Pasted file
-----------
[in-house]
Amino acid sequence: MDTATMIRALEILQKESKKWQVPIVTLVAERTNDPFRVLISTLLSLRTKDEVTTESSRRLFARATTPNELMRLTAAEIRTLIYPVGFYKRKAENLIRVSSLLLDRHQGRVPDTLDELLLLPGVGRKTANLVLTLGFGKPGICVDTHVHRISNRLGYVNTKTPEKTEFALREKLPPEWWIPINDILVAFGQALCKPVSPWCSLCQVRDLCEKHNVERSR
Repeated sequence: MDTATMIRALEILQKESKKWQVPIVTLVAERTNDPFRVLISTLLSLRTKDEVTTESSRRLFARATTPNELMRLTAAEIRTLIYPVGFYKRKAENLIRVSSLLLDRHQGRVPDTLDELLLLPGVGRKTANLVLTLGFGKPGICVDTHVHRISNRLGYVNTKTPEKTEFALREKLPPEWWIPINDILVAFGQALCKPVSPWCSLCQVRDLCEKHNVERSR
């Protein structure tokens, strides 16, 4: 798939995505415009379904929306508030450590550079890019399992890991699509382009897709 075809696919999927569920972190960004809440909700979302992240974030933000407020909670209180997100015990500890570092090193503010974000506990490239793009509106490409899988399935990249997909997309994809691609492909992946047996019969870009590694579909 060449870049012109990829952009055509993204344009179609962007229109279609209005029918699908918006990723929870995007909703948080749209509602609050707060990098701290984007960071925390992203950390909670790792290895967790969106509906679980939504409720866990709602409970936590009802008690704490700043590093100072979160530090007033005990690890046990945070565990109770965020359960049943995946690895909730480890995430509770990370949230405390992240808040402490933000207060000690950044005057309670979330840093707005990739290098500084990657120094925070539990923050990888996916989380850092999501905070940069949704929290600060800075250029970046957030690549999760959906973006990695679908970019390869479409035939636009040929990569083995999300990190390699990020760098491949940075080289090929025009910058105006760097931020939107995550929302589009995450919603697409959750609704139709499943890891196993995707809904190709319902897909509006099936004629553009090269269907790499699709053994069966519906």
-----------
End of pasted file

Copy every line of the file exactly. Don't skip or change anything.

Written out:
[in-house]
Amino acid sequence: MDTATMIRALEILQKESKKWQVPIVTLVAERTNDPFRVLISTLLSLRTKDEVTTESSRRLFARATTPNELMRLTAAEIRTLIYPVGFYKRKAENLIRVSSLLLDRHQGRVPDTLDELLLLPGVGRKTANLVLTLGFGKPGICVDTHVHRISNRLGYVNTKTPEKTEFALREKLPPEWWIPINDILVAFGQALCKPVSPWCSLCQVRDLCEKHNVERSR
Repeated sequence: MDTATMIRALEILQKESKKWQVPIVTLVAERTNDPFRVLISTLLSLRTKDEVTTESSRRLFARATTPNELMRLTAAEIRTLIYPVGFYKRKAENLIRVSSLLLDRHQGRVPDTLDELLLLPGVGRKTANLVLTLGFGKPGICVDTHVHRISNRLGYVNTKTPEKTEFALREKLPPEWWIPINDILVAFGQALCKPVSPWCSLCQVRDLCEKHNVERSR
């Protein structure tokens, strides 16, 4: 798939995505415009379904929306508030450590550079890019399992890991699509382009897709 075809696919999927569920972190960004809440909700979302992240974030933000407020909670209180997100015990500890570092090193503010974000506990490239793009509106490409899988399935990249997909997309994809691609492909992946047996019969870009590694579909 060449870049012109990829952009055509993204344009179609962007229109279609209005029918699908918006990723929870995007909703948080749209509602609050707060990098701290984007960071925390992203950390909670790792290895967790969106509906679980939504409720866990709602409970936590009802008690704490700043590093100072979160530090007033005990690890046990945070565990109770965020359960049943995946690895909730480890995430509770990370949230405390992240808040402490933000207060000690950044005057309670979330840093707005990739290098500084990657120094925070539990923050990888996916989380850092999501905070940069949704929290600060800075250029970046957030690549999760959906973006990695679908970019390869479409035939636009040929990569083995999300990190390699990020760098491949940075080289090929025009910058105006760097931020939107995550929302589009995450919603697409959750609704139709499943890891196993995707809904190709319902897909509006099936004629553009090269269907790499699709053994069966519906």